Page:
The trade dollar was a United States dollar coin minted to compete with
other large silver coins that were already popular in the Orient. The
idea first came about in the 1860s, when the price of silver began to
decline due to increased mining efforts in the western United States.
The Coinage Act of 1873 made trade dollars legal tender up to five
dollars. The coins were first struck in 1873, and most of the
production was sent to China. Eventually, bullion producers began
converting large amounts of silver into trade dollars, causing the
coins to make their way into American commercial channels. This caused
frustration among those who were given them in payment, as the coins
were largely maligned and traded for less than one dollar each. In
response to their wide distribution in American commerce, the coins
were officially demonetized in 1876, but continued to circulate.
Production of business strikes ended in 1878, though the mintage of
proof coins continued until 1883. The trade dollar was remonetized when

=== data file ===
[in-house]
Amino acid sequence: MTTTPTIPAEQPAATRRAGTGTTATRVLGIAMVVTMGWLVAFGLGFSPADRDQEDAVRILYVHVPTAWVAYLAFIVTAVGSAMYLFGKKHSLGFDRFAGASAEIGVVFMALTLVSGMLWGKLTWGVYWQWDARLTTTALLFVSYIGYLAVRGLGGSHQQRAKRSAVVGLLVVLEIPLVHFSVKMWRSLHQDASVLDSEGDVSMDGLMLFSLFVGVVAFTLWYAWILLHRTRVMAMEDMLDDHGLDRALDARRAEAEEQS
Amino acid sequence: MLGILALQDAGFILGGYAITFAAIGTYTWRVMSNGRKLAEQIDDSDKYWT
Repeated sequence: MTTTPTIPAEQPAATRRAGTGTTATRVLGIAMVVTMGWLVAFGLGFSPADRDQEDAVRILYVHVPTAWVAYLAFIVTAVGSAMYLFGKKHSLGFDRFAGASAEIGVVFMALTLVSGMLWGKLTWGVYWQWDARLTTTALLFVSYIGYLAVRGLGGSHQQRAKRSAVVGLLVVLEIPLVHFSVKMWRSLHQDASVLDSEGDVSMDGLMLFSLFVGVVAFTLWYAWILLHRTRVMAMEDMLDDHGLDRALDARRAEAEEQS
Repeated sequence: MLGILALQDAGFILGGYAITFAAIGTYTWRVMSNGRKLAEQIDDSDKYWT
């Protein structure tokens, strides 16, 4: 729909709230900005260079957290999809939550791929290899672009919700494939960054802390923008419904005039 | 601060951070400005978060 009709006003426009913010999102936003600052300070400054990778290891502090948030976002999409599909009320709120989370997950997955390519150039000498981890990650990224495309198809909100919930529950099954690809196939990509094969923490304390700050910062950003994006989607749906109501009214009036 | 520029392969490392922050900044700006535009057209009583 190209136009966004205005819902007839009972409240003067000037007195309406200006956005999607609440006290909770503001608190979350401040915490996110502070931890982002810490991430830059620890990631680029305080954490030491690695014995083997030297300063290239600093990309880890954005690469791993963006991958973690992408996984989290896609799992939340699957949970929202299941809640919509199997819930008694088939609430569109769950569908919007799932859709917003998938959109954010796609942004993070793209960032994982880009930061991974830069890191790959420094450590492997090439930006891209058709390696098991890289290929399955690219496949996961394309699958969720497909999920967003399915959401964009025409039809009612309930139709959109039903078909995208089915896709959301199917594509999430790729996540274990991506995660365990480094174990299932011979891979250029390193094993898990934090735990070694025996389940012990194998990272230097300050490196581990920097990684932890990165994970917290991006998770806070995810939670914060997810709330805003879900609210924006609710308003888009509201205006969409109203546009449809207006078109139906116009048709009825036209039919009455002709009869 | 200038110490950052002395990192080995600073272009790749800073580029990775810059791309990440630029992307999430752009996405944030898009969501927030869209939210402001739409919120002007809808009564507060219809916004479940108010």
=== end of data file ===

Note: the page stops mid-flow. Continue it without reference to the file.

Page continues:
the Coinage Act of 1965 was signed into law.
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Today's selected anniversaries:
The first ascent of the Matterhorn marked the end of the golden age of
In an early battle of the Korean War, North Korean troops began
attacking the headquarters of the American 24th Infantry Division in
Taejon, South Korea.
Rawya Ateya took her seat in the National Assembly of Egypt to become
the first female parliamentarian in the Arab world.
English primatologist Jane Goodall arrived in Gombe Stream Chimpanzee
Reserve, Tanganyika, to begin her groundbreaking study of the social
and family interactions of wild chimpanzees.
Over 100 mm (3.9 in) of rain fell in a two-and-a-half-hour period in
Montreal, causing severe flooding and over CA$220 million in damages.
Wiktionary's word of the day:
1. A castle tower; a reinforced tower, a small fortress.
2. A prison
Wikiquote quote of the day:
Freedom is not an exchange — it is freedom.
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